Frank Gehry explores how architecture, like jazz, is a dynamic art that absorbs the times and culture it inhabits constantly reinventing itself while retaining its historic connection. In the second half of the show, Oscar winning actor (Best Actor, Amadeus) F. Murray Abraham discusses improvisation, spontaneity and jazz as great theater.
On Tuesday Cyprus-born, Boston-based drummer George Lernis and his band join us on Jazz New England. They'll be performing tunes from George's debut recording as a leader. "Shapes of Nature." Join us at 2 pm.
Check out photos from the quintet performing live in the WICN studio!
Inquiry welcomes photographer and teacher RON ROSENSTOCK. Ron’s stunningly beautiful photography celebrates the quiet majesty and natural spirituality of places as diverse as Ireland, Morocco, Italy and Bhutan. Whether studying the shadows and patterns of desert dunes or the mystery of the Taj Mahal in mist, Ron Rosenstock’s photography captures an unique and ineffable moment of time and place that is both personal and otherworldly. Ron is also an indefatigable teacher, who brings his classes on trips all over the world to learn how to see like a photographer. Tune in tonight and listen to Ron talk about his beginnings as a photographer, how the digital revolution changed the way he worked and how he looks at a landscape. A show of Ron Rosenstock’s work HYMN TO THE EARTH is currently on view at the Worcester Art Museum until March 18. To view some examples of his work and learn more about his tours, go to: http://www.ronrosenstock.com/
Bill Charlap belongs to the new class of cool. With his trio and special guests Frank Wess and Mary Stallings, Charlap revisits the stomping grounds of Miles Davis, Charlie Parker and Lester Young. We'll hear "Pennies from Heaven," "Israel," "Lady Be Good" and more. (reprise of our 03/12/09 show)
Are there deep mythical themes to be found in popular literature as diverse as John Keel’s reporting on the Mothman creature, Charles Fort’s roll call of “damned” phenomena, John Uri Lloyd’s bizarre hollow earth novel “Etidorhpa” and Jack Kirby’s classic Silver Surfer and New Gods comics? Tonight we speak with JEFFREY J. KRIPAL. He is the J. Newton Rayzor Professor of Philosophy and Religious Thought and Chair of the Department of Religious Studies at Rice University. His latest wide ranging book MUTANTS AND MYSTICS: SCIENCE FICTION, SUPERHERO COMICS AND THE PARANORMAL looks at the metamyths and ages old religious themes and traditions that occur time again in modern popular literature, film and obsessions.
Have lobbyists in Washington impacted human population growth? This week Al is joined by Amy Harwood of the Center For Biological Diversity. They recently awarded the US Chamber of Commerce with the annual "Rubber Dodo" award for blocking efforts to initiate new laws to preserve endangered animal species and address issues relating to human population growth. Tune in this Sunday evening at 10:30 PM for a real eye opener.
As Worcester Mag reported in April 2011, “In 1998, Monsanto contacted Canadian canola farmer Percy Schmeiser, informing him that he was using their Roundup Ready canola seed in his fields without paying a yearly fee for it. The previous year, Schmeiser found a portion of his crop resistant to Roundup and harvested the seeds for future planting, claiming ignorance in regards to how it got there or knowing where it came from.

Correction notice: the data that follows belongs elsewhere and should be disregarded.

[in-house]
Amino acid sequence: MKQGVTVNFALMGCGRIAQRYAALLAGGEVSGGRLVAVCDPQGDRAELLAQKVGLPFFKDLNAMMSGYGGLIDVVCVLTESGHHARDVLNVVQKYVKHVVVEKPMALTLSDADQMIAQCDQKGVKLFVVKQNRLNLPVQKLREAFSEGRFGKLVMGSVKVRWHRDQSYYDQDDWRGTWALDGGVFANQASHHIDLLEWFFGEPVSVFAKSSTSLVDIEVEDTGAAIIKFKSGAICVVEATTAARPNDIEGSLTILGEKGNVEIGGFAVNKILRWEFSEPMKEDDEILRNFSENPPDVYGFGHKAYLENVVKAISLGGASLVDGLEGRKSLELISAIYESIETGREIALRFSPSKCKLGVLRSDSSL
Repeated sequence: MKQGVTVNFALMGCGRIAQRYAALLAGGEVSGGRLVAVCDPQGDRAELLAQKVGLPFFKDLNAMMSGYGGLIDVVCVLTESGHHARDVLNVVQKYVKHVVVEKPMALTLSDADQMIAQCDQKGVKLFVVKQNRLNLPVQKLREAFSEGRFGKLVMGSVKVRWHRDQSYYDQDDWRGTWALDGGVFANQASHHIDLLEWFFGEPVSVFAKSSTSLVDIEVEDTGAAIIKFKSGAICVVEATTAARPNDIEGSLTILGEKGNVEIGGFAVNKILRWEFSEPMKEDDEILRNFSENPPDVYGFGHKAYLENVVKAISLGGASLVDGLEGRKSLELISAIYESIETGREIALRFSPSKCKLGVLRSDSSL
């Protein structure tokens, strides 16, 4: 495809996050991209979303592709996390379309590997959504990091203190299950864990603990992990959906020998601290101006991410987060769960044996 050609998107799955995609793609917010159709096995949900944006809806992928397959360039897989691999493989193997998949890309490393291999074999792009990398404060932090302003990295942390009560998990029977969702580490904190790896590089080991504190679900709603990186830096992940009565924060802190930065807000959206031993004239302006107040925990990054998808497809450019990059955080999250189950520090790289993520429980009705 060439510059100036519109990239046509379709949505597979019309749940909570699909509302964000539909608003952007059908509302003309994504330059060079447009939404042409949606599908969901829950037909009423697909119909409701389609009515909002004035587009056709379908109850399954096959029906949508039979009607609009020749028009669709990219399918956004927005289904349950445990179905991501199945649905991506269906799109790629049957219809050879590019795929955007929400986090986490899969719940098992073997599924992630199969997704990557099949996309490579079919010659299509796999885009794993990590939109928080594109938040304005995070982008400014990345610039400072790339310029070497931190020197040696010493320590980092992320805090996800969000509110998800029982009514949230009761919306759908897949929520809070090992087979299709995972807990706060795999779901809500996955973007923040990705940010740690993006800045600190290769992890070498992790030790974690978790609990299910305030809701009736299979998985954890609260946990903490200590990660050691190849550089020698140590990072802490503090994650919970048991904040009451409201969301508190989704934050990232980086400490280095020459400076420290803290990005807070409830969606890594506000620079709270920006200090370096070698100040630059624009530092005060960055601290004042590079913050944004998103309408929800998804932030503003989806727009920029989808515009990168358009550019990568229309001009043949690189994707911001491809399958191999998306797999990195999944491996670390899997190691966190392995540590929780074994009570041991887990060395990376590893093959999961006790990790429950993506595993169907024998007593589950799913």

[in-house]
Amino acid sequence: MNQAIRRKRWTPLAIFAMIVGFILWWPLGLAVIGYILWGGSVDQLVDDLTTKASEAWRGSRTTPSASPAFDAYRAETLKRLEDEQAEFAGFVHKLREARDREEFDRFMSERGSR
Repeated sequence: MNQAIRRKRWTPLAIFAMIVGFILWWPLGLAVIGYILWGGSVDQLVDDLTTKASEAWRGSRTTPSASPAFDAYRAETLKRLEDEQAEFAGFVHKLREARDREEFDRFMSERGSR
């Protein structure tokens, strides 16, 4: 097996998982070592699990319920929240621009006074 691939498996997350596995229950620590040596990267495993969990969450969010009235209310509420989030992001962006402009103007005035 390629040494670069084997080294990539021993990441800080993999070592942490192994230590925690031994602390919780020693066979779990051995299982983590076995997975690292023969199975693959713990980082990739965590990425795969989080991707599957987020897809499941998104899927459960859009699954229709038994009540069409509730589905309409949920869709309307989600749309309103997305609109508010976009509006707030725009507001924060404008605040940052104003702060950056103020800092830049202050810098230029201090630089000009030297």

"Eventually, the property-rights versus patent-rights lawsuit (instigated by Monsanto) went to the Canadian Supreme Court, which ruled 5-4 in favor of the bio-agricultural company, with the majority arguing that even if Schmeiser inadvertently planted patented seeds, he knew what they were when he harvested them for future use.
"The Public Patent Foundation is a non-profit legal-services organization that represents the public interest in the patent system – specifically, the public interest against undeserved patents and unsound patent policy.
"PUBPAT currently represents several chapters of the Northeast Organic Farming Association, including NOFA Massachusetts, in a lawsuit against Monsanto relating to the agricultural giant's patents on genetically modified seed.
"In the lawsuit, PUBPAT is seeking a declaration that if any of NOFA's members are ever contaminated by Monsanto's GMO seed, Monsanto would not as a result be allowed to sue or threaten to sue them for patent infringement."
In an all-new episode, Steve D'Agostino interviews Daniel Ravicher, executive director of the Public Patent Foundation and a lecturer in law at Benjamin N. Cardozo School of Law.
In the spirit of full disclosure, Steve does voluntary public-relations work for NOFA.
Back by listener request! A four hour celebration of the Folk Revival period, from 1948 (Burl Ives "Blue Tail Fly") to the early 70s (Pozo-Seco Singers "Time"), when folk music found its way regularly on to the Billboard charts. Featuring the aforementioned Mr. Ives, the Weavers, Harry Belafonte, the Tarriers, the Kingston Trio, the Limeliters, the Brothers Four, the Chad Mitchell Trio, Joan Baez, the Highwaymen, Peter-Paul-&-Mary, Bob Dylan, the New Christy Minstrels, the Serendipity Singers, the Rooftop Singers, the Singing Nun, the Brandywine Singers, the Cumberland Trio, Judy Collins, Joni Mitchell, Melanie, the Pozo-Seco Singers, and a few surprises!
Tonight on Jazz Rhythm, special guest hosts Jill Eikenberry and Michael Tucker continue the musical portrait of the life of one of Jazz’s greatest voices.
Stephen Sondheim is undeniably the best-known living composer and lyricist working in the American theatre, having earned multiple Tony and Grammy Awards, an Academy Award, and the Pulitzer Prize. He was mentored by playwright Oscar Hammerstein II and studied theory with composer Milton Babbitt. This episode showcases a selection of tunes penned by Sondheim, including "Send In The Clowns, "Old Friends, and "I Wish I Could Forget, on which he sings and plays piano.